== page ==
1 Timothy 4:7b-10
The Rev. Dr. Robert S. Langworthy, preaching
October 23, 2016
“Train yourself in godliness,” the Apostle Paul urged Timothy, a young man who wanted to help people know Christ’s love and grace.
“Train yourself in godliness,” the Spirit urges us now if we want to help people know Christ’s love and grace.
What is godliness? It is an attentiveness and adherence to God’s wishes, a committed disposition of the heart to listen for God’s leading and to follow it.
Godliness is an attitude of the soul that no one just falls into having. You can only develop it by persistent practice over a long haul. But there is a payoff to all that practice. For godliness, this scripture tells us, holds “promise for both the present life and the life to come”.
“Train yourself in godliness.” As athletes train themselves in, say, pitching well by throwing a ball over and over again, we train ourselves in godliness by over and over again exercising ourselves in those disciplines that instill godliness: practices such as reading the word, sharing in worship, praying, tithing, serving others, and the like. Persist long enough in such practices, and godliness becomes almost second nature, a nearly unconscious conditioned reflex, and a firmly engrained habit of conduct.
Any excellence in life we want to attain requires training and practice. For, while each of us begins with certain gifts and abilities, none of them is at the start fully developed. Even the exceptionally talented can make the most of their potential only if they practice their employment of their talents.
I think of the prodigiously talented jazz great, John Coltrane, who – along with Louis Armstrong, Charlie Parker and Miles Davis – define jazz. Coltrane’s musical magnificence, including his breath-taking improvisational abilities, didn’t just happen; it came about by his engaging in a long process of practice and sharpening of skill.
“From the time he was a young teenager,” Steven Guthrie in his book Creator Spirit says, “Coltrane maintained an intense practice regimen, playing for hours each day; and, when neighbors complained, silently fingering the keys of his saxophone late into the night.”
Coltrane not only repeatedly practiced his scales and patterns and took classes at various music institutes and conservatories; he also joined the bands of older musical greats like Thelonious Monk, as a supporting and learning musician, in order to internalize over time what of their genius he could. He’d play their music over and over again until the greatness of it imprinted itself upon the fabric of his soul and inspired in him his own unique musical voice. In other words, he strove over a long stretch to inhabit the best of jazz, until the best of jazz inhabited his soul and brought forth from his depths a unique, creative excellence.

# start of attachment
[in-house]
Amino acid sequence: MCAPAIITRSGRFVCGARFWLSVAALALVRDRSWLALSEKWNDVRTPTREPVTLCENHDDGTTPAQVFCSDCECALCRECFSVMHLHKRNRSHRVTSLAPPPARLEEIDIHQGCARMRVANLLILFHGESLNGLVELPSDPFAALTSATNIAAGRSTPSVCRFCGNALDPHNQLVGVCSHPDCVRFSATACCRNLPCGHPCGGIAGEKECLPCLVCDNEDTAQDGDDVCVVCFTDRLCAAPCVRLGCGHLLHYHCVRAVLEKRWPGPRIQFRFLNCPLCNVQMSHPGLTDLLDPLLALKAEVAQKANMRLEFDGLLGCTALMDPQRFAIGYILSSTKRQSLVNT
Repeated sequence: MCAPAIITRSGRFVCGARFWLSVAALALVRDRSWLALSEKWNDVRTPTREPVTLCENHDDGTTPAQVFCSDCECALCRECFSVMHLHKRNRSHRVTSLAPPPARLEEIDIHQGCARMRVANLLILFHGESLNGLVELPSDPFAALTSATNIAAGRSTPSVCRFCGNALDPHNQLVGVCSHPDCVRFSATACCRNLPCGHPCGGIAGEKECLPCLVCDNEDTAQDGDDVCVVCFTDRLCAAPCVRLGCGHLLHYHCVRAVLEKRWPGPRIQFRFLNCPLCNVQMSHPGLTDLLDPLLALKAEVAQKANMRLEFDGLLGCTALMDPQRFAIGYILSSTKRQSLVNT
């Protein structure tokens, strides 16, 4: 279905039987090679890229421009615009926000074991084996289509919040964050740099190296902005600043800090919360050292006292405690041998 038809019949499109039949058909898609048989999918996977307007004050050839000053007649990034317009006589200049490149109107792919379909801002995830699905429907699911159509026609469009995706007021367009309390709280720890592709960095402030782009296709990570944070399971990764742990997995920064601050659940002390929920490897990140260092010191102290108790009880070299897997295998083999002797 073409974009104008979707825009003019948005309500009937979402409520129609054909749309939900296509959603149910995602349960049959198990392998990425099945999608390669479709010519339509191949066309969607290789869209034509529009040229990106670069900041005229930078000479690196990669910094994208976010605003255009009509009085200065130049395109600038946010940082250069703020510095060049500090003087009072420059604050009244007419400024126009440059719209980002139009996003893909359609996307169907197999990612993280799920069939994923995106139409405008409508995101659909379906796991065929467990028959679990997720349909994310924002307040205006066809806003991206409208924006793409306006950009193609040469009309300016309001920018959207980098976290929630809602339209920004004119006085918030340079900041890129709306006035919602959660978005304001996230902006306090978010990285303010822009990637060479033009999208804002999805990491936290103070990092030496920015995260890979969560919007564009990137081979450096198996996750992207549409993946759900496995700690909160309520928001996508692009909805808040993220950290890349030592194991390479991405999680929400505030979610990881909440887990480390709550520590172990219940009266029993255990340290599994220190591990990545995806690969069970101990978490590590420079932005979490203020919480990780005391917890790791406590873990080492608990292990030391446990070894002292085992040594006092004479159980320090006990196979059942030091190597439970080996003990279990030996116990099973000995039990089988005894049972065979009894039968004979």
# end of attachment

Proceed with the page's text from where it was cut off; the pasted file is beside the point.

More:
If we want to serve the Lord at our full potential, we have to pursue godliness – and we pursue it by practicing it. That involves our doing often what we have already done many times before, and our doing often what, at the time we do it, feels boring and tedious. Yet, such perseverance brings a big payoff. For example, if we keep reading and studying even those scriptures we’ve gone over a million times before, we will internalize them and be inspired by them; we will inhabit them until they inhabit us, imprint themselves upon the fabric of our soul, and call forth from us the music of the Gospel in our own unique voice.
The more we learn to do this, the more likely others will catch the tune of the Gospel from us – even when pain and difficulties are striking discordant notes in our lives that hurt ear and heart.
Life does have a way of challenging us with trials and tests, of surprising us with pop quizzes that reveal what we’ve learned and how we’ve developed. If we have kept in training for godliness, we will have within us the wherewithal to stay on key and to continue to sound out the sweet music of God even in bitter circumstances.
The great Chinese tactician Sun-Tzu observed, “Every battle is won or lost before it is fought.” Preparation is everything, and there is no preparation without practice. When the pressure is on, when our emotions have rendered us a mess, and when challenges crowd upon us too fast to allow us to think, we will only do well if we have, through persistent repetition, so ingrained godliness into our soul that we make the right response almost automatically without thinking. We will just have the instinct and the feel for what to do.
I have been comparing training in godliness to making music. Let me return to the world of athletics that Paul had in mind. If you want, say, to become the best baseball shortstop you can, you can help yourself by watching videos, listening to your coaches, and studying the game of the best players; but nothing takes place of doing the drills. By fielding ground ball after ground ball, you develop the right habits and by instinct know how to anticipate the path of a hit ball or how to play it on the short hop.
As we practice the disciplines of the Christian faith, we develop godliness, and gain an instinctual feel for following Jesus. We become attuned to his signals and amenable to His game plans. We acquire the skills to play at the top of our game.
So let us persevere in doing our drills, whether we feel like it or not, because repeated practice has its payoffs. Let us keep reading the word, saying our prayers, worshipping and fellowshipping with the rest of the team, and blessing people by our giving and serving. Thereby we will train ourselves in godliness, the godliness that holds “promise for the present life and the life to come”. Let us pray.